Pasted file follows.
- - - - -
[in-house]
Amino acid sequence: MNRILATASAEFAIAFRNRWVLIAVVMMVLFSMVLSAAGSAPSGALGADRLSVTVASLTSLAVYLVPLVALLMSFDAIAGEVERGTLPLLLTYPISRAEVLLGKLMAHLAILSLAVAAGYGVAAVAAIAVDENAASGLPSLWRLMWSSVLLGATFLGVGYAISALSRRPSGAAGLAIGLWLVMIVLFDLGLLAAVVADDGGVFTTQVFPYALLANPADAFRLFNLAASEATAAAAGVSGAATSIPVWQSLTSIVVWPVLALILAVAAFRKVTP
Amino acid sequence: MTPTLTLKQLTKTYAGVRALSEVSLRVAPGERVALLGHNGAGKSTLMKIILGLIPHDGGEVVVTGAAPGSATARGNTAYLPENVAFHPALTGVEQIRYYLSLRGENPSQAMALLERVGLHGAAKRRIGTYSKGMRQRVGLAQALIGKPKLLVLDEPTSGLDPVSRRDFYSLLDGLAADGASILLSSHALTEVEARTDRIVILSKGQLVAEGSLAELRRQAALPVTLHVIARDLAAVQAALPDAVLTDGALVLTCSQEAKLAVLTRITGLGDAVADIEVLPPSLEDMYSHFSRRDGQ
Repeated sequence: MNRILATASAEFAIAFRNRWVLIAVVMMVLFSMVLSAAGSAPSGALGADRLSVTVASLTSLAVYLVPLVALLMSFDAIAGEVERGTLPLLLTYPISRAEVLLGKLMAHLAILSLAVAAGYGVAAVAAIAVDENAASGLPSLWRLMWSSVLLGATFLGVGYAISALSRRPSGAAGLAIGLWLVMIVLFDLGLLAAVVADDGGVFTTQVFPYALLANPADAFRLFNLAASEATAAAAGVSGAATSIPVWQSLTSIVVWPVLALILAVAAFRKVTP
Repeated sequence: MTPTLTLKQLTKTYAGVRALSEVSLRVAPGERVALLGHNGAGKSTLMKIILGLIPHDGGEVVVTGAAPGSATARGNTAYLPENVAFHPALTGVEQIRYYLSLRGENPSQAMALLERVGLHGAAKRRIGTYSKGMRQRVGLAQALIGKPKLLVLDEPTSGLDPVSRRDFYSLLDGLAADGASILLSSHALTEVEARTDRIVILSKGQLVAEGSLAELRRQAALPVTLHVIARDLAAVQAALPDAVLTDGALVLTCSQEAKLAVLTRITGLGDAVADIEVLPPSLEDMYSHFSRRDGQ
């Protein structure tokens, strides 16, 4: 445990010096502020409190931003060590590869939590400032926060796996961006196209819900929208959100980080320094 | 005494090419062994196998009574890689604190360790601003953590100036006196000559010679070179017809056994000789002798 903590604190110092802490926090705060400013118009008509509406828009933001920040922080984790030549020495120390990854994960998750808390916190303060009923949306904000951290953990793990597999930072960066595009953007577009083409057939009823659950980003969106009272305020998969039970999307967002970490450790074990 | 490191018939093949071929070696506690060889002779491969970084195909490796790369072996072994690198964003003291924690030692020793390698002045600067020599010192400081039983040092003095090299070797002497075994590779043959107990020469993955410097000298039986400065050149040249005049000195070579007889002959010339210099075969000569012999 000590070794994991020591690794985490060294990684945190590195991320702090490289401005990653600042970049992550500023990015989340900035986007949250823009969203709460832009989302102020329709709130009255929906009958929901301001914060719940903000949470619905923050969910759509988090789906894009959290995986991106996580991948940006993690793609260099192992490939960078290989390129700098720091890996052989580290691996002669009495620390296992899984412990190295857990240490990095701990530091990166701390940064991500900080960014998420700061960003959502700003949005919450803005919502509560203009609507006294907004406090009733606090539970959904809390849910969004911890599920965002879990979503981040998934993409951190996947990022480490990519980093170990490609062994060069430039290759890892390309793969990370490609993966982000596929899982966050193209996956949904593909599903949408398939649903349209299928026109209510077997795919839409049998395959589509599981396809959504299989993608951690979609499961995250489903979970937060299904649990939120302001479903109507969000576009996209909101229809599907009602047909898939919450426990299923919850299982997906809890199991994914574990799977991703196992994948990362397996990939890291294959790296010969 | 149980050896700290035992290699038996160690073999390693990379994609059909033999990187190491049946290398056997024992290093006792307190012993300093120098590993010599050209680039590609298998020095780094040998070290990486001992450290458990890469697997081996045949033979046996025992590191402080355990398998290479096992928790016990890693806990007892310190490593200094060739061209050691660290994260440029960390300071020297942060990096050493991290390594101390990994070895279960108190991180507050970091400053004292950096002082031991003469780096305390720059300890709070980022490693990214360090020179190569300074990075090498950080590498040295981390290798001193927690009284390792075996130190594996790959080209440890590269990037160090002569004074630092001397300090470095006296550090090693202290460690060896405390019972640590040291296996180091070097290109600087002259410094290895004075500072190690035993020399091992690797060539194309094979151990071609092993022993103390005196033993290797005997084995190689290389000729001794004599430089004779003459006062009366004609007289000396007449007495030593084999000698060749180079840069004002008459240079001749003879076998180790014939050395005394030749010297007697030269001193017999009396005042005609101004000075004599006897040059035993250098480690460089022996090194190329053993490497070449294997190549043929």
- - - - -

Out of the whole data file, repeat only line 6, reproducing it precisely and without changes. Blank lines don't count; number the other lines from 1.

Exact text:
């Protein structure tokens, strides 16, 4: 445990010096502020409190931003060590590869939590400032926060796996961006196209819900929208959100980080320094 | 005494090419062994196998009574890689604190360790601003953590100036006196000559010679070179017809056994000789002798 903590604190110092802490926090705060400013118009008509509406828009933001920040922080984790030549020495120390990854994960998750808390916190303060009923949306904000951290953990793990597999930072960066595009953007577009083409057939009823659950980003969106009272305020998969039970999307967002970490450790074990 | 490191018939093949071929070696506690060889002779491969970084195909490796790369072996072994690198964003003291924690030692020793390698002045600067020599010192400081039983040092003095090299070797002497075994590779043959107990020469993955410097000298039986400065050149040249005049000195070579007889002959010339210099075969000569012999 000590070794994991020591690794985490060294990684945190590195991320702090490289401005990653600042970049992550500023990015989340900035986007949250823009969203709460832009989302102020329709709130009255929906009958929901301001914060719940903000949470619905923050969910759509988090789906894009959290995986991106996580991948940006993690793609260099192992490939960078290989390129700098720091890996052989580290691996002669009495620390296992899984412990190295857990240490990095701990530091990166701390940064991500900080960014998420700061960003959502700003949005919450803005919502509560203009609507006294907004406090009733606090539970959904809390849910969004911890599920965002879990979503981040998934993409951190996947990022480490990519980093170990490609062994060069430039290759890892390309793969990370490609993966982000596929899982966050193209996956949904593909599903949408398939649903349209299928026109209510077997795919839409049998395959589509599981396809959504299989993608951690979609499961995250489903979970937060299904649990939120302001479903109507969000576009996209909101229809599907009602047909898939919450426990299923919850299982997906809890199991994914574990799977991703196992994948990362397996990939890291294959790296010969 | 149980050896700290035992290699038996160690073999390693990379994609059909033999990187190491049946290398056997024992290093006792307190012993300093120098590993010599050209680039590609298998020095780094040998070290990486001992450290458990890469697997081996045949033979046996025992590191402080355990398998290479096992928790016990890693806990007892310190490593200094060739061209050691660290994260440029960390300071020297942060990096050493991290390594101390990994070895279960108190991180507050970091400053004292950096002082031991003469780096305390720059300890709070980022490693990214360090020179190569300074990075090498950080590498040295981390290798001193927690009284390792075996130190594996790959080209440890590269990037160090002569004074630092001397300090470095006296550090090693202290460690060896405390019972640590040291296996180091070097290109600087002259410094290895004075500072190690035993020399091992690797060539194309094979151990071609092993022993103390005196033993290797005997084995190689290389000729001794004599430089004779003459006062009366004609007289000396007449007495030593084999000698060749180079840069004002008459240079001749003879076998180790014939050395005394030749010297007697030269001193017999009396005042005609101004000075004599006897040059035993250098480690460089022996090194190329053993490497070449294997190549043929």